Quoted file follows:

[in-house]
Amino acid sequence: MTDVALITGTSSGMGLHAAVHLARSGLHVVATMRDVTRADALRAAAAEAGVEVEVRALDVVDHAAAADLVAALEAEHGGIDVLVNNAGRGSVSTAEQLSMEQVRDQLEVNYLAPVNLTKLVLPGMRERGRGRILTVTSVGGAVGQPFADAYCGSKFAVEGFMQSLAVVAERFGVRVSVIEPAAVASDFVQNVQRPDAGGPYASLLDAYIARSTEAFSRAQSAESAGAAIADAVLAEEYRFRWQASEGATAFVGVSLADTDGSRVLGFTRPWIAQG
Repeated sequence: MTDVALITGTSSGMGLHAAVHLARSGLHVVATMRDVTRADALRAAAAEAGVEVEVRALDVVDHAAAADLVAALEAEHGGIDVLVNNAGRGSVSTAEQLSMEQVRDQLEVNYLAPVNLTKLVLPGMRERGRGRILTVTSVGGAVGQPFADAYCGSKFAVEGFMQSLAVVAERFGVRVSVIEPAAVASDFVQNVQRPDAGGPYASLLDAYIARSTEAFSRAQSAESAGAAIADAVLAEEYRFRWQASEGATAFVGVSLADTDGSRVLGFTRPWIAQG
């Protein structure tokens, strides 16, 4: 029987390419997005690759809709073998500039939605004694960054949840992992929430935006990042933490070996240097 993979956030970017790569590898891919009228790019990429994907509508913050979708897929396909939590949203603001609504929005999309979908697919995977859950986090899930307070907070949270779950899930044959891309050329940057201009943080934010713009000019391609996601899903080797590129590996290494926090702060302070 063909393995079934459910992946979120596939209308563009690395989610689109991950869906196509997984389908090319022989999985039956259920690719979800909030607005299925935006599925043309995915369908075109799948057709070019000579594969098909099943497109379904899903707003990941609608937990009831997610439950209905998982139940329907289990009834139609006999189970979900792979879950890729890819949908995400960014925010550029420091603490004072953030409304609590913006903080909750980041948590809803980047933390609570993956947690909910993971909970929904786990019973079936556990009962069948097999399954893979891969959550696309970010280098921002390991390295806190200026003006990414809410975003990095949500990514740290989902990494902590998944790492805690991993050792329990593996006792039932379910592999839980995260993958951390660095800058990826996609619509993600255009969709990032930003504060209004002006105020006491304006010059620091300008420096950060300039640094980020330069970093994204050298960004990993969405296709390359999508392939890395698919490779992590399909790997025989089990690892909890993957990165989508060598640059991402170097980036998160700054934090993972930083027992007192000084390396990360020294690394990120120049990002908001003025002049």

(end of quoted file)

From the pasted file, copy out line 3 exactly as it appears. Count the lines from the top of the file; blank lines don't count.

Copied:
Repeated sequence: MTDVALITGTSSGMGLHAAVHLARSGLHVVATMRDVTRADALRAAAAEAGVEVEVRALDVVDHAAAADLVAALEAEHGGIDVLVNNAGRGSVSTAEQLSMEQVRDQLEVNYLAPVNLTKLVLPGMRERGRGRILTVTSVGGAVGQPFADAYCGSKFAVEGFMQSLAVVAERFGVRVSVIEPAAVASDFVQNVQRPDAGGPYASLLDAYIARSTEAFSRAQSAESAGAAIADAVLAEEYRFRWQASEGATAFVGVSLADTDGSRVLGFTRPWIAQG